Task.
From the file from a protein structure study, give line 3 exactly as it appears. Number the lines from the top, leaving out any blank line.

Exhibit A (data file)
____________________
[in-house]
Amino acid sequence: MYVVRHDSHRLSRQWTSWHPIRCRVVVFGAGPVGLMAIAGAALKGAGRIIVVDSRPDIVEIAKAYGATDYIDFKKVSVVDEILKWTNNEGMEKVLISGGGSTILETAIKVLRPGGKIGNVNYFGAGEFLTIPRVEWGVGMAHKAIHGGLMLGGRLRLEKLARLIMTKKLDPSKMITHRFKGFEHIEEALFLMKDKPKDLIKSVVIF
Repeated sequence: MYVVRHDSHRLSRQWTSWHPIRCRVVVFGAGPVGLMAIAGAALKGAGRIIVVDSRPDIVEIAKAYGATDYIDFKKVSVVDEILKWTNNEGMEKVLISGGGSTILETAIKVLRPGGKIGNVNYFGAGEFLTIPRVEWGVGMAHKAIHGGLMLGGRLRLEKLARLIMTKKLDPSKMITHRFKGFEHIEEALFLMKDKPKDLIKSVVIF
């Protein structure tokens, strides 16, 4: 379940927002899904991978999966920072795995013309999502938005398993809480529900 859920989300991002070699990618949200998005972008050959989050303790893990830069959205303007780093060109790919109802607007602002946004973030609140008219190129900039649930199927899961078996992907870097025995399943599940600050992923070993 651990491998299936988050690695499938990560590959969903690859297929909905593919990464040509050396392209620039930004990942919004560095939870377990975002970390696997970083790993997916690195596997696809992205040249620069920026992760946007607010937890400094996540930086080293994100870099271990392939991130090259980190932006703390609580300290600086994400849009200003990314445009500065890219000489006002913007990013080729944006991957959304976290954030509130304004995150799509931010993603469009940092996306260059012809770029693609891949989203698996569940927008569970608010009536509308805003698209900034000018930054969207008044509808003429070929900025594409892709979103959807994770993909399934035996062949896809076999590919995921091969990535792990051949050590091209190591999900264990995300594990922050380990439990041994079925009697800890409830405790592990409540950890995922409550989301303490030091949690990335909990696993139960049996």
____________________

Repeated sequence: MYVVRHDSHRLSRQWTSWHPIRCRVVVFGAGPVGLMAIAGAALKGAGRIIVVDSRPDIVEIAKAYGATDYIDFKKVSVVDEILKWTNNEGMEKVLISGGGSTILETAIKVLRPGGKIGNVNYFGAGEFLTIPRVEWGVGMAHKAIHGGLMLGGRLRLEKLARLIMTKKLDPSKMITHRFKGFEHIEEALFLMKDKPKDLIKSVVIF